Applying for workers’ compensation benefits for stress is even trickier because there is often no diagnosis. When it comes to getting workers’ compensation for stress, consider the following questions.

Is the stress severe?

Regular, everyday stress is not the type of stress that the OWCP is concerned with. Stress is a normal part of almost every job, yet not everyone can rightfully file a workers’ comp stress claim. Thus, to be eligible, you must show that your occupational stress is severe, to the point where it is more than you can withstand.

Is your job objectively stressful?

If you find your job to be very stressful but your colleagues do not, you may have a harder time qualifying for workers’ compensation benefits. This is because you must show that your stress is objective to obtain benefits.

This means that others in a similar situation experience the same level of stress. So, if you are particularly susceptible to the stressors of your workplace, you may have a harder time obtaining workers’ compensation benefits for stress.

Is your stress job-related?

To succeed in any workers’ comp claim, you must show that your injuries (physical or emotional) are related to your occupation. Stress is no exception.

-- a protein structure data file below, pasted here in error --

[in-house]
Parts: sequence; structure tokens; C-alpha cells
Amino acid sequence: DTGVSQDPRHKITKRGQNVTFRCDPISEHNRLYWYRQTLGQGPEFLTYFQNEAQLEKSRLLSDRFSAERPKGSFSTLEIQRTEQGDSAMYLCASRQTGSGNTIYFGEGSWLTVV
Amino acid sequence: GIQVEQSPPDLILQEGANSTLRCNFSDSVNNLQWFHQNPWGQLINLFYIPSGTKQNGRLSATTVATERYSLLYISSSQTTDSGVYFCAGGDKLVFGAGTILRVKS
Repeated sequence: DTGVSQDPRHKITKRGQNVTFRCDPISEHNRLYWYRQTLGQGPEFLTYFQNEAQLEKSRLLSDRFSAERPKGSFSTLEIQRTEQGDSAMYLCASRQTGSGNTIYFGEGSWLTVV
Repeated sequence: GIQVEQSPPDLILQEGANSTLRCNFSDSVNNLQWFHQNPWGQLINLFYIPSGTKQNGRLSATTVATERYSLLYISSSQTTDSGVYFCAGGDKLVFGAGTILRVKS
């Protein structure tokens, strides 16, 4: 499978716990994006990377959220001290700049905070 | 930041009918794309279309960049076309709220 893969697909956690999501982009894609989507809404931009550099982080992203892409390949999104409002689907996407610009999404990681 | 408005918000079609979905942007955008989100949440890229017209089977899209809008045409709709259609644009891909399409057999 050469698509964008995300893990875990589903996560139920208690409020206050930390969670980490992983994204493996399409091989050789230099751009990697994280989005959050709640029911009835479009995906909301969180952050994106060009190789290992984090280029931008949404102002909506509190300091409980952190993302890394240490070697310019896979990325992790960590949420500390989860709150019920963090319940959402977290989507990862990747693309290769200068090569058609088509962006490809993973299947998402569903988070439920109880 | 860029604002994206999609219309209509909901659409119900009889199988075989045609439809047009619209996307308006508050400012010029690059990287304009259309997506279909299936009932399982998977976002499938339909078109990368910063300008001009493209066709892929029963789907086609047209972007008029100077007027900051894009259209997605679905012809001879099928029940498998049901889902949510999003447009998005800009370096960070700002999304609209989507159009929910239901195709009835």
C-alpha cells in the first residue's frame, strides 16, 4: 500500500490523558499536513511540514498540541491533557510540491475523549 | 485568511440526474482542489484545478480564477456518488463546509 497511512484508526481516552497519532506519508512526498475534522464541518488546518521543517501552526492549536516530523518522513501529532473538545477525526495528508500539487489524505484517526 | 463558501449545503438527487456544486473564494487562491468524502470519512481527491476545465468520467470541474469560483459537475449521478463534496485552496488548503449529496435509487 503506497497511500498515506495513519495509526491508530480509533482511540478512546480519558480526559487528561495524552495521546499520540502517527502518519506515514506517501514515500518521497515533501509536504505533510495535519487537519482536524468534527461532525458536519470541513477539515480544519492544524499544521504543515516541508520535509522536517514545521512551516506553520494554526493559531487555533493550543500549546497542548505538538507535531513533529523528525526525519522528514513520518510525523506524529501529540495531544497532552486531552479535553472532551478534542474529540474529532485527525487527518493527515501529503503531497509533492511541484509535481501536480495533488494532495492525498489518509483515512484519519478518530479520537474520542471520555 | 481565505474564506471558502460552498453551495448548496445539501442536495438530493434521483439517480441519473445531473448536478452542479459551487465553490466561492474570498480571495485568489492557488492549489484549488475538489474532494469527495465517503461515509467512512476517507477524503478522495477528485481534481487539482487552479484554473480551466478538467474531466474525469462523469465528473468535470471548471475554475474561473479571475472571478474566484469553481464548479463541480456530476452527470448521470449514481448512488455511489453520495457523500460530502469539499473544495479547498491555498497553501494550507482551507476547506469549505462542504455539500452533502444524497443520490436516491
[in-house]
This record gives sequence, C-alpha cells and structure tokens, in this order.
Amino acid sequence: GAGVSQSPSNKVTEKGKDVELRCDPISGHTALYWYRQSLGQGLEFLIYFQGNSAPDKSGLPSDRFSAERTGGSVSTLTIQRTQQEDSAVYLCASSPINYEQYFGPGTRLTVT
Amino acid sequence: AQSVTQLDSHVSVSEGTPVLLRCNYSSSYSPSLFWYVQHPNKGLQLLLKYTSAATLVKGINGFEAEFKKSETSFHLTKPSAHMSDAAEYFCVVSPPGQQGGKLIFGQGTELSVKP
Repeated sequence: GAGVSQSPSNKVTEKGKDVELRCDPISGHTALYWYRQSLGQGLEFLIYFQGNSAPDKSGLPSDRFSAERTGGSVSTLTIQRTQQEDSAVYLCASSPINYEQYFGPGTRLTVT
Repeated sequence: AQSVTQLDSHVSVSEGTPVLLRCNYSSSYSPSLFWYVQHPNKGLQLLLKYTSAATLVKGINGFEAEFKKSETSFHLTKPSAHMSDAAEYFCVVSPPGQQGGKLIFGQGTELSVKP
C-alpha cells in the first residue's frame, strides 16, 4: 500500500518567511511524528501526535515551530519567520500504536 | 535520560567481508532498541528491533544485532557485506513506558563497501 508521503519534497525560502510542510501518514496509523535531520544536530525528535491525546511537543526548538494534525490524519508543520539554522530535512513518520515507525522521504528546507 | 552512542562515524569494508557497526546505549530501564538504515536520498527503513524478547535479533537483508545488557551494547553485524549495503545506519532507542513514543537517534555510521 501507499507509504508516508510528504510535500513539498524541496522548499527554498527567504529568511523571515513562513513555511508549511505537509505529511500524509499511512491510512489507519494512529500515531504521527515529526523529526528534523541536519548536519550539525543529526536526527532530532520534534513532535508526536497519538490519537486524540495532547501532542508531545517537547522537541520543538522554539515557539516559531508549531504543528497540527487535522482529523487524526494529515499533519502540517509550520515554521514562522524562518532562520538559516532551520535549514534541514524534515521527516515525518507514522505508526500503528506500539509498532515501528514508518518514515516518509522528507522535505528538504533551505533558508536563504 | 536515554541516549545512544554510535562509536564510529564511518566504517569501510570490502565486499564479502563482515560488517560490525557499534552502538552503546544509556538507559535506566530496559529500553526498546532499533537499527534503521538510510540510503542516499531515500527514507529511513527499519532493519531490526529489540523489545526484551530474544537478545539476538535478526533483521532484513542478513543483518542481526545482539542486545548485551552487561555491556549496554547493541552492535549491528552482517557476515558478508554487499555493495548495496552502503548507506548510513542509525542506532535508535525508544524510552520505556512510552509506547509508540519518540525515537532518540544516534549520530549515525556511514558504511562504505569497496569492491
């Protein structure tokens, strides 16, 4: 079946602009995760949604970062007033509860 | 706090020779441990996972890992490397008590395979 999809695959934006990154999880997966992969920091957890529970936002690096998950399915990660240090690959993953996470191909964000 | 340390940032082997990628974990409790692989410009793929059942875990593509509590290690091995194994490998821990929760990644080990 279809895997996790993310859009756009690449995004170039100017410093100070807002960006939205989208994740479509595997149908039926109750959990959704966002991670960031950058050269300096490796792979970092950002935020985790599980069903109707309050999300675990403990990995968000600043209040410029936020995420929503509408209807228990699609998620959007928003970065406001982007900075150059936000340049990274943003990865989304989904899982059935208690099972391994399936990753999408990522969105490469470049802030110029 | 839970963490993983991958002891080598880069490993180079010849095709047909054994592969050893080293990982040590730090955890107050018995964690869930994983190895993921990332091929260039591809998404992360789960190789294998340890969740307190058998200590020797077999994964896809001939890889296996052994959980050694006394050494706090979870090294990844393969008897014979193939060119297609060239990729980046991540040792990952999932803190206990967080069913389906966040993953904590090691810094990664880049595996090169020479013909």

In fact, it is actually more difficult to prove stress is job-related because most people have other sources of stress in their life. For example, the OWCP may claim that your stress was caused by genetic factors or issues outside the workplace.

Are You Suffering Severe Stress or Anxiety Related to Your Federal Employment?

If you are a federal employee and are currently suffering from stress or anxiety, contact the workers’ compensation lawyers at the Law Office of Aaron D. Wersing for immediate assistance.

At our federal workers’ compensation law firm, we represent federal employees in all types of work injury claims—including those involving mental health conditions such as stress and anxiety.

Unlike many other local employment law firms, we represent only federal employees, giving us an unparalleled knowledge of the laws and regulations that govern our clients’ cases. To learn more, and to schedule a free consultation, give us a call today. You can also reach us through our online contact form.

Author Photo

Aaron Wersing, Attorney at Law

Aaron Wersing is the founder of the Law Office of Aaron D. Wersing. Mr. Wersing graduated from the Georgia State University College of Law with a Doctorate in Jurisprudence and was the recipient of the CALI Excellence for the Future Award. Mr. Wersing previously attended the University of Georgia, where he received a Bachelor of Business Administration degree in Accounting. Mr. Wersing is an active member of his local community. Mr. Wersing acts as a volunteer attorney with Houston Volunteer Lawyers, the pro bono legal aid organization of the Houston Bar Association. He is also a member of professional legal organizations such as the National Employment Lawyers Association and the American Inns of Court. To reach Aaron for a free consultation, please call him at (833) 833-3529.

Rate this Post

1 Star2 Stars3 Stars4 Stars5 Stars
Loading...